The faces of those manning the booths at the 2013 Home Show Friday morning were relaxed, inviting, ready to talk with potential customers about their products.
But behind the facade, stories came from builders, vendors and others of just how seriously they were hit by the great recession, and how they hope – HOPE – that they’re on the road to recovery and looking at better days ahead.
One had to layoff his daughter and son-in-law, and his wife had to get a real job, as he put it. Another went 18 months without paying himself, laid off all his fulltime workers and his commission-paid sales staff and still came within 60 days of closing.
More than one now have no one other than themselves to carry on their business.
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But now is better they said.
“I think a lot of us think we weathered the worst of it,” said Matt Lillich, owner of Coastal Tinting, a window-tinting business.
Lillich said his business now is just 40 percent of where it was. He thinks people are feeling confident that at least the money they’re putting into home improvements is no longer investing in something that will lose value regardless.
Lillich said when he had fulltime employees he was the kind of boss who didn’t lay them off during the three winter months when he had little or no revenue. He had health insurance policies for them and paid half of supplemental coverage the employees
“I’m very lucky that my wife has a salaried, stable position,” he said.
Ken van Heyningen, owner of Coastal Transformations that sells skylights and custom glass doors for homes, said last year was better than the year before, but he doesn’t think that most people have enough confidence in the national economy to feel safe spending money on non-essentials.
“If they don’t need it, they’re not going to buy it if they don’t want it,” he said.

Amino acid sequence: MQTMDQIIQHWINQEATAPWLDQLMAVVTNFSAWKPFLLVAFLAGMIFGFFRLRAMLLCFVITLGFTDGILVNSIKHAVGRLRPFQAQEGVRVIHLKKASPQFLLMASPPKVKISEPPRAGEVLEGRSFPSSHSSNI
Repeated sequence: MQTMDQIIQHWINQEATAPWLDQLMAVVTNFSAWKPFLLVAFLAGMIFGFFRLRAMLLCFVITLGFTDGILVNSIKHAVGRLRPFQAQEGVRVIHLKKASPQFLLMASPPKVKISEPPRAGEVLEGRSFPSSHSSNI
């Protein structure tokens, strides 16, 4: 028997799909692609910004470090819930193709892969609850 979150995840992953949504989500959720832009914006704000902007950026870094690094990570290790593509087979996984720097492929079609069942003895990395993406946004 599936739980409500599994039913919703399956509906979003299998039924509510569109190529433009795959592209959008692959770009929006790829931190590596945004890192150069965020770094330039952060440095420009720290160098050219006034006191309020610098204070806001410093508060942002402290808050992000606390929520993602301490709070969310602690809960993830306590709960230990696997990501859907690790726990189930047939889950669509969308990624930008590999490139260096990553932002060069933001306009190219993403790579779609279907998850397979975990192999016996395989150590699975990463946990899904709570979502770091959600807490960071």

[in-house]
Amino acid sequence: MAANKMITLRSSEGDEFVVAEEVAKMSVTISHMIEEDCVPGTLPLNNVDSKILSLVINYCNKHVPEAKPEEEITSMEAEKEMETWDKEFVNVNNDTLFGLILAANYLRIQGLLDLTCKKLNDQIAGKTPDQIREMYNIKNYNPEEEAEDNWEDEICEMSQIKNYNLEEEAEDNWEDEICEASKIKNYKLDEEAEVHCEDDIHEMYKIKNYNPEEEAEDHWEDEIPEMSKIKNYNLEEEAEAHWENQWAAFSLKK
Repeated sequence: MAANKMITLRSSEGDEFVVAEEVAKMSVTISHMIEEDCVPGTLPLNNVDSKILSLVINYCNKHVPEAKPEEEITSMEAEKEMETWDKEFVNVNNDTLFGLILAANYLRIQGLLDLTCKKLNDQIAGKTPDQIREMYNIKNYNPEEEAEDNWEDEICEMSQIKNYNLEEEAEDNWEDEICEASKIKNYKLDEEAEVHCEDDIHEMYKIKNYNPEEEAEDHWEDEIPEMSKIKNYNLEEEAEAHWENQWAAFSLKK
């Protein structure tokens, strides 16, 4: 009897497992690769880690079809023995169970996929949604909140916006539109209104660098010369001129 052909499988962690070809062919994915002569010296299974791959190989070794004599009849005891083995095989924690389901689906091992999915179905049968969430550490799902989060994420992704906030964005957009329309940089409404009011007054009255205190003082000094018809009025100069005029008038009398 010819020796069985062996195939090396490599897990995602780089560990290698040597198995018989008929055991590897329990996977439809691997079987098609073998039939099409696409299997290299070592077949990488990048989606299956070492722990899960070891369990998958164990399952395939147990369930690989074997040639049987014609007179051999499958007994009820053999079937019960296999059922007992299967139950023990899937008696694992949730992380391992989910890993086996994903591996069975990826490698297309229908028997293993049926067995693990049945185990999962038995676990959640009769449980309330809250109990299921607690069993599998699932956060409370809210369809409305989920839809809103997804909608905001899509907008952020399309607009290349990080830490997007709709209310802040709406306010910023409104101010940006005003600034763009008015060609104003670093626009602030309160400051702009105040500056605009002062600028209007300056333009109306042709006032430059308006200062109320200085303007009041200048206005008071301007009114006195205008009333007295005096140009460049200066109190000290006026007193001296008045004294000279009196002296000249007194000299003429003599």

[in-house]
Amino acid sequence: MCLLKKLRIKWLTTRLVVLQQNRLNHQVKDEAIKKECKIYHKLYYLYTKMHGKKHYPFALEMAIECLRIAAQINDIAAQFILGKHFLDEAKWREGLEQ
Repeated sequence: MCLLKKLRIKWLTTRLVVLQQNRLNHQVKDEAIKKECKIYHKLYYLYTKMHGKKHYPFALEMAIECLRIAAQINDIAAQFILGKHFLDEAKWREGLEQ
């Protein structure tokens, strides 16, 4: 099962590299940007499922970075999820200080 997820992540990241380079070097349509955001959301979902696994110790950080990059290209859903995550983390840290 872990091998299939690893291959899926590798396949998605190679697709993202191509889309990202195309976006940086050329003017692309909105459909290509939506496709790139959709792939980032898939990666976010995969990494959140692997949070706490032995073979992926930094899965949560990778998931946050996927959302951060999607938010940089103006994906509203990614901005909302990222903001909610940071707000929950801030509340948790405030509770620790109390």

He said he’s survived on name recognition, although he added that some are surprised he’s still open.
‘People walk by the booth and say ‘You’re still in business?’ “ he said.
Lillich and van Heyningen didn’t know what to expect from the show, but were hopeful they’d pick up at least some business.
The attendees Friday morning, who appeared to be mostly retirees, were a mixed bag, with some describing themselves as lookers while others were there to spend money.
“I’m here to see who’s here and what they’ve got to convince me to buy,” said Phyllis Andriessen of Surfside Beach. She said she didn’t have anything in particular to buy at the show, but added that she’s always on the lookout for a good item at a fair price.
“I’ve been here for 20 years and it’s time to replace some things,” she said.
Donna Gartside of North Myrtle Beach said she goes to the show every year to buy hibiscus plants.
She might be enticed by other things at the landscaping and nursery booths, she said.
Monica Mally of Murrells Inlet, though, was the kind of attendee exhibitors like to see lingering at their booths.
Mally said she is shopping to replace the vinyl windows in her patio and was looking for a local contractor with good references who would give her a quality product.
“I’m definitely here to spend,” she said.
Rose Ann O’Reilly, executive vice president of the Horry Georgetown Home Builders Association that stages the show, said that while retirees make up a noticeable piece of the attendees, there are a lot of young families that come to the show as well. She said that about 8,000 people were at last year’s home show and she is expecting the same number this year.
The show continues Saturday and Sunday at the Myrtle Beach Convention Center. The doors open at 10 a.m. each day, closing at 6 p.m. Saturday and 5 p.m. Sunday. Admission is $5 for adults.
O’Reilly said that a lot of people who attend are like Gartside and Mally, looking for things for their homes and gardens.
Van Heyningen said he’d be happy if enough of them buy his wares to pay the $1,000 that his booth cost him.
Lillich said five customers would be nice for the three days of the show, 10 would be good and 15 would be fantastic.
He said that while the recent downturn was painful for him, he learned some lessons about the future of his business. He said that now if he needs help, it will come from contract workers rather than fulltimers.
While his expectations for the show weren’t high, others said the show makes their whole year profitable.
Rick Guignon, owner of Blue Moon Nursery and Garden Center, said he expects to get five months to seven months work out of the show, as he does every year.
Unlike other exhibitors, he said he didn’t see a downturn in his business until 2010 where it stayed down for 18 months.
It began to improve last year, and unlike other years, the nursery business didn’t slow down after Thanksgiving in 2012. He’s expecting he’ll increase business by 7 percent to 12 percent in 2013. And a lot of that will be due to the home show, which he said is perfectly timed as a February extravaganza.
“People have been cooped up all winter,” he observed. “What’s the first thing you want to do?”
Spruce up the home.